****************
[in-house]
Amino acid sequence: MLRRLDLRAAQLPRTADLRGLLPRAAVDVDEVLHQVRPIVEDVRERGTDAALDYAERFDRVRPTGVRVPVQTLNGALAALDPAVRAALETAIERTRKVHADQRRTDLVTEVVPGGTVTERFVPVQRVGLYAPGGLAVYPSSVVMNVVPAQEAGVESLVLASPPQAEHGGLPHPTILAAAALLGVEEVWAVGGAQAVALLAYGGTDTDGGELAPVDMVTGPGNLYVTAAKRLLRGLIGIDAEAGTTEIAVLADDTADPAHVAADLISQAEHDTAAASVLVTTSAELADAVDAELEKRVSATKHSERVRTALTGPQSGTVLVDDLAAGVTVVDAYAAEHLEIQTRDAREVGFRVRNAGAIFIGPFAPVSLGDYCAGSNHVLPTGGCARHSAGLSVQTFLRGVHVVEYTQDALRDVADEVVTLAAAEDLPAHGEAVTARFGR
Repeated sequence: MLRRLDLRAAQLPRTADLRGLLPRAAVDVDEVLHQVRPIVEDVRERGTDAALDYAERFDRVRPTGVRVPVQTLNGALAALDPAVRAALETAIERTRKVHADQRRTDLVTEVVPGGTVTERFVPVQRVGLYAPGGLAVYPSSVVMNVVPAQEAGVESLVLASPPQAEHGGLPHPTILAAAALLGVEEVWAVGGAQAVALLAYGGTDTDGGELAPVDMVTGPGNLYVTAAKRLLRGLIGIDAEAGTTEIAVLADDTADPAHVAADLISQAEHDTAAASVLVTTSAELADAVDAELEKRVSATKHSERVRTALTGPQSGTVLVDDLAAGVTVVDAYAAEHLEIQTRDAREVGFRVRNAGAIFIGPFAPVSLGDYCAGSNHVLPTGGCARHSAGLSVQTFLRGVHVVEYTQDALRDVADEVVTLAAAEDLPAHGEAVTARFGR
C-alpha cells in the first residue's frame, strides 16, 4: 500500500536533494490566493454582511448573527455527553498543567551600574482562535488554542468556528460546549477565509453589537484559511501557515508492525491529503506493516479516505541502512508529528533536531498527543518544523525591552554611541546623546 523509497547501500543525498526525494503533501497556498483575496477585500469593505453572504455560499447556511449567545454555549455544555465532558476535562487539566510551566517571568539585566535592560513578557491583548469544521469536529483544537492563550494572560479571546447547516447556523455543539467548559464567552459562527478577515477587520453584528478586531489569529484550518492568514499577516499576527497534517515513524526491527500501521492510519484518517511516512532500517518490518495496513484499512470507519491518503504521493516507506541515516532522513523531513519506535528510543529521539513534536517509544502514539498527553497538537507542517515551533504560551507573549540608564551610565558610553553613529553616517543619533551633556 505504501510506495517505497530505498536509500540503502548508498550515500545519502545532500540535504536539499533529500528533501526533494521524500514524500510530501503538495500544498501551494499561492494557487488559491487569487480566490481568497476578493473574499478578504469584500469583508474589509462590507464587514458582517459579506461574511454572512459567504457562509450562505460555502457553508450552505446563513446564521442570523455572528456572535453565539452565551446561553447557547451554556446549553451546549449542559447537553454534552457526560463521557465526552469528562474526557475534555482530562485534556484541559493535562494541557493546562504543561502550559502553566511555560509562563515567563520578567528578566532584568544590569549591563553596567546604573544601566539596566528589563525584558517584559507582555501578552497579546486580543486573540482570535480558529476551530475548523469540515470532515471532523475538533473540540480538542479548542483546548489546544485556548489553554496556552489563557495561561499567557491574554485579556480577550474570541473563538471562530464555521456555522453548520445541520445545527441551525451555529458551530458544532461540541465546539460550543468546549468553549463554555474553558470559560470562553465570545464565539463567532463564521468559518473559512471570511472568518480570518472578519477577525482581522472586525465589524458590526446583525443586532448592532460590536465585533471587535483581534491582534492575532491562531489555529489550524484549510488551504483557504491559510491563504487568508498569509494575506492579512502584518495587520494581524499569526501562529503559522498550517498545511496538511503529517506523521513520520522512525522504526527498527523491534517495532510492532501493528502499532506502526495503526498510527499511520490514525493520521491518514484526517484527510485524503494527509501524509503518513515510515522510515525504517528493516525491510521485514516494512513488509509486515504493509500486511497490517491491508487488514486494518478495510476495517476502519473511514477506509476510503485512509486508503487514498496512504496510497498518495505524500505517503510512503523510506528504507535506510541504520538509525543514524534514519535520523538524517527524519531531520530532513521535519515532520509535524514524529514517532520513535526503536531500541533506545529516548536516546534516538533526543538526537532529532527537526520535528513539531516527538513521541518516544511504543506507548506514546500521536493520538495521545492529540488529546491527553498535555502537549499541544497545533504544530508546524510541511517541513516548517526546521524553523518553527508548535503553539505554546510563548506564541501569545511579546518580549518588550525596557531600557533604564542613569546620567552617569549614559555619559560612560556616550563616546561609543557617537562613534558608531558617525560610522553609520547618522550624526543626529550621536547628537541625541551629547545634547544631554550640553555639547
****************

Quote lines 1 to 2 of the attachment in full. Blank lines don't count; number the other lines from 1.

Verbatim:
[in-house]
Amino acid sequence: MLRRLDLRAAQLPRTADLRGLLPRAAVDVDEVLHQVRPIVEDVRERGTDAALDYAERFDRVRPTGVRVPVQTLNGALAALDPAVRAALETAIERTRKVHADQRRTDLVTEVVPGGTVTERFVPVQRVGLYAPGGLAVYPSSVVMNVVPAQEAGVESLVLASPPQAEHGGLPHPTILAAAALLGVEEVWAVGGAQAVALLAYGGTDTDGGELAPVDMVTGPGNLYVTAAKRLLRGLIGIDAEAGTTEIAVLADDTADPAHVAADLISQAEHDTAAASVLVTTSAELADAVDAELEKRVSATKHSERVRTALTGPQSGTVLVDDLAAGVTVVDAYAAEHLEIQTRDAREVGFRVRNAGAIFIGPFAPVSLGDYCAGSNHVLPTGGCARHSAGLSVQTFLRGVHVVEYTQDALRDVADEVVTLAAAEDLPAHGEAVTARFGR